How to help:

When reading together, encourage your child to talk. Have her “pretend read” the parts she has memorized. Ask her questions and encourage her to say more. Eventually, she might tell more of the story than you do!

Point out words on signs and talk about the letters and sounds. Ask your child to find letters she knows on menus or street signs.
Link the books you read to people, places, and things your child knows or sees when you’re out.

Play with words and sounds by singing, reading, and making up rhymes together. Call attention to words that have similar sounds (“Dad and dance both start with the same sound, d-d-d-d dad, d-d-d-d dance!”)

Have your child tell you stories, and write down what she says. Ask questions that will help her complete the story. Then, read the story you wrote together.


Comfortably uses sentences, plays with words, and learns from conversations and books that are read aloud

Recognizes familiar letters and words such as her name — and attempts to write them

Identifies words that rhyme or have the same beginning sound

Holds a book right-side-up, turns the pages, and understands that pages are read from left to right and from top to bottom


What to know:

Positive reading experiences encourage more reading. The more children read, the better they will read.

Early readers can build their confidence and abilities by rereading books they are very familiar with. Repetition is good!

Reading and talking about nonfiction — not just storybooks — helps younger children learn information and skills that they need for academic success in upper grades.

How to help:

Read and reread your child’s favorite books — electronic or print — and, eventually, she will be able to read them to you.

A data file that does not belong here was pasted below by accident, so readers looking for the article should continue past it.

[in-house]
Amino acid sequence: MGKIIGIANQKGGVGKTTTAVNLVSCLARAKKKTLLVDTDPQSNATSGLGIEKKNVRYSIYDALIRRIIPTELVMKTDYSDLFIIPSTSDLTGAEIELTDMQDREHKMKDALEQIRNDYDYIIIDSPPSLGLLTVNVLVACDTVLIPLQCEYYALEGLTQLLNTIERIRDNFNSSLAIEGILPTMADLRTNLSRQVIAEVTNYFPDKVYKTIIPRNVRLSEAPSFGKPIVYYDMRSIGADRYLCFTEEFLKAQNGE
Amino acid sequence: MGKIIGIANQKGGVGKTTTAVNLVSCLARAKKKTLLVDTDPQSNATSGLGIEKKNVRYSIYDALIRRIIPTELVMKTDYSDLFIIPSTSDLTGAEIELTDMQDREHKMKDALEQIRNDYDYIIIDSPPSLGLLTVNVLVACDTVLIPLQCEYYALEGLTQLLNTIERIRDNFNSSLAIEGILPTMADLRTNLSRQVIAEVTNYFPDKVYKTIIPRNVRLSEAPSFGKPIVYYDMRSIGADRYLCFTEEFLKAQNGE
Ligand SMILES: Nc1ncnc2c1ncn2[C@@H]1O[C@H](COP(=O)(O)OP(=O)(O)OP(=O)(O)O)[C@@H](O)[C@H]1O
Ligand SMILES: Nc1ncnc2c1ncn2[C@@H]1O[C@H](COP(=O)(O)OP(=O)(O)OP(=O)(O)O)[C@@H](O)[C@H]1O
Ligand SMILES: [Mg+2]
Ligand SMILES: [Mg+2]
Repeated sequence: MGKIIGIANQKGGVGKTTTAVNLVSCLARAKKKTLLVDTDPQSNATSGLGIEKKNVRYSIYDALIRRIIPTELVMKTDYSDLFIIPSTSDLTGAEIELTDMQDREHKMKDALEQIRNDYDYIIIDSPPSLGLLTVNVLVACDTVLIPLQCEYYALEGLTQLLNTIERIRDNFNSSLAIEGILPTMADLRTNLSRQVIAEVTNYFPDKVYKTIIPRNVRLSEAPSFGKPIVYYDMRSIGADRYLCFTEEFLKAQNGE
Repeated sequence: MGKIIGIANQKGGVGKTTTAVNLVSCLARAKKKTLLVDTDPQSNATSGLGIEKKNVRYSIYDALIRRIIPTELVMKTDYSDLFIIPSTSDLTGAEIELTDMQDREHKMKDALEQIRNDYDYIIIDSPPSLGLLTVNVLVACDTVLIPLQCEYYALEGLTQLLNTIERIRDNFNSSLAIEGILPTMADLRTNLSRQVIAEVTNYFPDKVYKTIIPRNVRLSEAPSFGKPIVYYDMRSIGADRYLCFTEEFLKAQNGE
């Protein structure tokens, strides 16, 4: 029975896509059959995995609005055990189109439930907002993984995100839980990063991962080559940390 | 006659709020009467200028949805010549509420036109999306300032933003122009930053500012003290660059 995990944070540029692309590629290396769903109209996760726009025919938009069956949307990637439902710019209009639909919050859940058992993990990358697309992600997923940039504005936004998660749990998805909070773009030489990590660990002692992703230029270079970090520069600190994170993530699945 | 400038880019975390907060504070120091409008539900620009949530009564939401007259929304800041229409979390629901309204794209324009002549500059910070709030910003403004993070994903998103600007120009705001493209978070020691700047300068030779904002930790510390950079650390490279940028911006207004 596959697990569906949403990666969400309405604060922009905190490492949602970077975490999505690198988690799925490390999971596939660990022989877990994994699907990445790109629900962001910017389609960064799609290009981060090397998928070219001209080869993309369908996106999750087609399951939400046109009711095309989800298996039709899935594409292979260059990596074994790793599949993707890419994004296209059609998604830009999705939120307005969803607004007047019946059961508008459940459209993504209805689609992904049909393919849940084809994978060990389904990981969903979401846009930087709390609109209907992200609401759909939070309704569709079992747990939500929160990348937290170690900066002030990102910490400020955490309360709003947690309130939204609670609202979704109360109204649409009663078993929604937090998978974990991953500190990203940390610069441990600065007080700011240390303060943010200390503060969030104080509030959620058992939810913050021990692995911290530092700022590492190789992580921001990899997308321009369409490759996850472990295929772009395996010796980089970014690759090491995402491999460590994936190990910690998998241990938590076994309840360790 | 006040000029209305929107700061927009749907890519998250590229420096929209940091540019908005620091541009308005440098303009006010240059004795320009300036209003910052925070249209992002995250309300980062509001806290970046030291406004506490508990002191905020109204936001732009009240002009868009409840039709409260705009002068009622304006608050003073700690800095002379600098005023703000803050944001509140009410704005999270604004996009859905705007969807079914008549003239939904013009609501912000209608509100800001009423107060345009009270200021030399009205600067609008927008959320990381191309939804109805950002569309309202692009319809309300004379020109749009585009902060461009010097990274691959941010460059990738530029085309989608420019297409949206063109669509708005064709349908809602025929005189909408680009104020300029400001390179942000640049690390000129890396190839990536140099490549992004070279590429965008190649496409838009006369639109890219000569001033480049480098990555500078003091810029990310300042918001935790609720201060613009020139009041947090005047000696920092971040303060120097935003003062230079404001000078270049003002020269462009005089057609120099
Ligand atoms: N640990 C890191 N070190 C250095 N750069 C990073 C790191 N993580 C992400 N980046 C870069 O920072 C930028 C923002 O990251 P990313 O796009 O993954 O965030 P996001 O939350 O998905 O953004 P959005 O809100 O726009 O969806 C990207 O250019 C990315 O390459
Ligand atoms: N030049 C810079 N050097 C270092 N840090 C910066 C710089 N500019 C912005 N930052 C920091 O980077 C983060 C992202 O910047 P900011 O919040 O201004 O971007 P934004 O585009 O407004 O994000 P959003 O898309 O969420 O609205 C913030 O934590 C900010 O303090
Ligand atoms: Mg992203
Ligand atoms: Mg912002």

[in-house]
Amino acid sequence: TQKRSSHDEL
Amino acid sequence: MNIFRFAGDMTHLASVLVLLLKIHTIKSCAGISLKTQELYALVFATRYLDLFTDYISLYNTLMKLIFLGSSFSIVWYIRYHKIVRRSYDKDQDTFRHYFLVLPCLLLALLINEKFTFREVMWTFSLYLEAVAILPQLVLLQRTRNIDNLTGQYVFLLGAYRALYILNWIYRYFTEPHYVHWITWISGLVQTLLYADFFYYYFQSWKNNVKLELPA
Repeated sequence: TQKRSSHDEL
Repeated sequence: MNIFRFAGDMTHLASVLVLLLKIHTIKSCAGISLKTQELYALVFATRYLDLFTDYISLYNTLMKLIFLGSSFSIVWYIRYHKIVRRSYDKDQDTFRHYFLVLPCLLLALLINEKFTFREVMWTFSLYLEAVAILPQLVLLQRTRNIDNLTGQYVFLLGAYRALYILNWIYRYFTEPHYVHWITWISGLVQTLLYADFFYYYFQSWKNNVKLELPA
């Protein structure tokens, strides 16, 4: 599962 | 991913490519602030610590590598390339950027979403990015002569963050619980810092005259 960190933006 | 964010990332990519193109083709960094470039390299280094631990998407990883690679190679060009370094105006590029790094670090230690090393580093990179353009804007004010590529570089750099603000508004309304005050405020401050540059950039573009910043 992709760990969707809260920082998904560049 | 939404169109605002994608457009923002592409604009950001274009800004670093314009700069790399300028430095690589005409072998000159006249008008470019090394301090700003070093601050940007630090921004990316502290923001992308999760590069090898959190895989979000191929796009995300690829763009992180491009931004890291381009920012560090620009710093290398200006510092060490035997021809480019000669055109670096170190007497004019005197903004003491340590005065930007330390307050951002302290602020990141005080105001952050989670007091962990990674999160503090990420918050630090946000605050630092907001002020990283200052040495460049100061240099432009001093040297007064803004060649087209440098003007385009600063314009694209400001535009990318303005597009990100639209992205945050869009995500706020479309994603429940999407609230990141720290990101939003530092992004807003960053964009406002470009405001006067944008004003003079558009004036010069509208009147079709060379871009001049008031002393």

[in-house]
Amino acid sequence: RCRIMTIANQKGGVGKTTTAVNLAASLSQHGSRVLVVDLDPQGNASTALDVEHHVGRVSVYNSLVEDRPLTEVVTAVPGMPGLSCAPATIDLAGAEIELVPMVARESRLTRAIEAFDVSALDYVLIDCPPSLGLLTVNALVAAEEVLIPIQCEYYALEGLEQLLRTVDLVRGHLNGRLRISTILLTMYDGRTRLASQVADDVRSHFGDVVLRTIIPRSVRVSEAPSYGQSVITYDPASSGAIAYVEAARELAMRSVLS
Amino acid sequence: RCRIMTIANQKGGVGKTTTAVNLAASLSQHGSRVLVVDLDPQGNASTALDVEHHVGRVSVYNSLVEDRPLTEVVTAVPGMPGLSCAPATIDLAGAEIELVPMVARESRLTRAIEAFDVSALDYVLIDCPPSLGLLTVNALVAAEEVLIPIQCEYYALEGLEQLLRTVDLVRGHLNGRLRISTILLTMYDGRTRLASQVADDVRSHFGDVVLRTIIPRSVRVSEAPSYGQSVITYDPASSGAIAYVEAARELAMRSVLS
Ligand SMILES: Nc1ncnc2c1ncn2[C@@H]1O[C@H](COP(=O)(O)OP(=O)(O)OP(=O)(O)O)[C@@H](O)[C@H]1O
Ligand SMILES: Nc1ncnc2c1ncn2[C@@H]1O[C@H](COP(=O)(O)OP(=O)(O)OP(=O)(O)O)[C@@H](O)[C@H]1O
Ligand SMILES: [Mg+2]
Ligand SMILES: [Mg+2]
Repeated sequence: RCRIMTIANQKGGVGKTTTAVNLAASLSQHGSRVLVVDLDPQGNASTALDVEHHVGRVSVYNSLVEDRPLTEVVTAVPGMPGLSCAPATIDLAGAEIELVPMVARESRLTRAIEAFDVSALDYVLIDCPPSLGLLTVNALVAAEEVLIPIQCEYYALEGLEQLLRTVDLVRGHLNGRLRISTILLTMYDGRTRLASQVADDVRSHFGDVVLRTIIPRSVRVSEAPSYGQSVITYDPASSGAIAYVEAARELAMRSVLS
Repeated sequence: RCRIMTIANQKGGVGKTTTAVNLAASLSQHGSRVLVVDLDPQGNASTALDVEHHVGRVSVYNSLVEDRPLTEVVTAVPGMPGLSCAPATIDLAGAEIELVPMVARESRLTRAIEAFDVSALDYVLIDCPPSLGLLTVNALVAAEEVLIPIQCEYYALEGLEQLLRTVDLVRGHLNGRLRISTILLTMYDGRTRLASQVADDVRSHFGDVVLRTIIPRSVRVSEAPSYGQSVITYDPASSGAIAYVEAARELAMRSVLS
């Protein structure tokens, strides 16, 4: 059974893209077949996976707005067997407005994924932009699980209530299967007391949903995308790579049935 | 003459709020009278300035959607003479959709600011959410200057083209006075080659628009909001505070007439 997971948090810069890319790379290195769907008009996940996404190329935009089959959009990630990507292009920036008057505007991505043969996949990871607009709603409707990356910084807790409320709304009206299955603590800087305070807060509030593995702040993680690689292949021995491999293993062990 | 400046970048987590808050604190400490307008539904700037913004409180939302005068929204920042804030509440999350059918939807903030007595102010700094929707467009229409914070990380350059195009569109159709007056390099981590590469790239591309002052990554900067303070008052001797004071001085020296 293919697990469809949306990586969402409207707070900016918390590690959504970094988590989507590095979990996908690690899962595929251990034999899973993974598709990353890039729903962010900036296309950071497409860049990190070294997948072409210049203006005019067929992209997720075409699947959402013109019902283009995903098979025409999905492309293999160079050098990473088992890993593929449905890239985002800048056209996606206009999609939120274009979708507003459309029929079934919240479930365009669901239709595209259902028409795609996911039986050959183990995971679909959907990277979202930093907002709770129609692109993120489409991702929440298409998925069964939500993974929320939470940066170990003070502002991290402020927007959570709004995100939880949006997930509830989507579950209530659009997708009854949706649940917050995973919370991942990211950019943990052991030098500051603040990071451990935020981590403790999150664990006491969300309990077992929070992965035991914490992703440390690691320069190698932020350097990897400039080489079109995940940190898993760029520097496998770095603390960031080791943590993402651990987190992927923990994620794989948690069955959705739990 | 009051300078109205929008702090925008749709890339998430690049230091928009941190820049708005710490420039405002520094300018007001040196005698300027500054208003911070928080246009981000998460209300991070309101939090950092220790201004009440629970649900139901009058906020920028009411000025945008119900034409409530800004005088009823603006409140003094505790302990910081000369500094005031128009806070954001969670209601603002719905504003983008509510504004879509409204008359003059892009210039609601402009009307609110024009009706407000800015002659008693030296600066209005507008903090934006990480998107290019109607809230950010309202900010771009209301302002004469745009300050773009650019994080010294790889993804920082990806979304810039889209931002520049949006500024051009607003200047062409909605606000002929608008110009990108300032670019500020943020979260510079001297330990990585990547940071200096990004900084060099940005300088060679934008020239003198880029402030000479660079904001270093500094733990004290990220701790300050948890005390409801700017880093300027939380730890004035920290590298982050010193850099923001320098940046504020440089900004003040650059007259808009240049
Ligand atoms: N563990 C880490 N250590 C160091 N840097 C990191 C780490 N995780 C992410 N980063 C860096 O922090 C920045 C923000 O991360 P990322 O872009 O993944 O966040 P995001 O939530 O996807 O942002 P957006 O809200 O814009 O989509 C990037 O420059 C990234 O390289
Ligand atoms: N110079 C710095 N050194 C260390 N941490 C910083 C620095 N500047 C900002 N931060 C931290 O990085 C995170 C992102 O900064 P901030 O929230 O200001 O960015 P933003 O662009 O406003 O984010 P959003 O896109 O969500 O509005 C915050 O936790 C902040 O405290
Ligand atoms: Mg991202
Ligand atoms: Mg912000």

Listen to your child read and tell you stories. Then, have a conversation about them.

Play board games and card games and talk about what’s happening as you play.

Limit and monitor your child’s computer and television time. During screen time, help choose programs that will both interest her and build knowledge. Ask what she has learned, and find books on these subjects at the local library.

Expose your child to new things and information by taking her to a museum, the zoo, or a different neighborhood. Encourage her to talk about what she sees.


At 5 years, can say 3000–5000 words, speaks using complex and compound sentences, and starts to match letters with sounds.

At 6 years, starts to read words on the page and make predictions while reading, using knowledge, pictures, and text.

At 7 years, starts to read words automatically, and expands knowledge by listening to and reading books


Adapted from research by the Center on the Developing Child at Harvard University and from resources developed by Filming Interactions to Nurture Development. Used with courtesy of Usable Knowledge at the Harvard Graduate School of Education—making education research accessible to practitioners and families.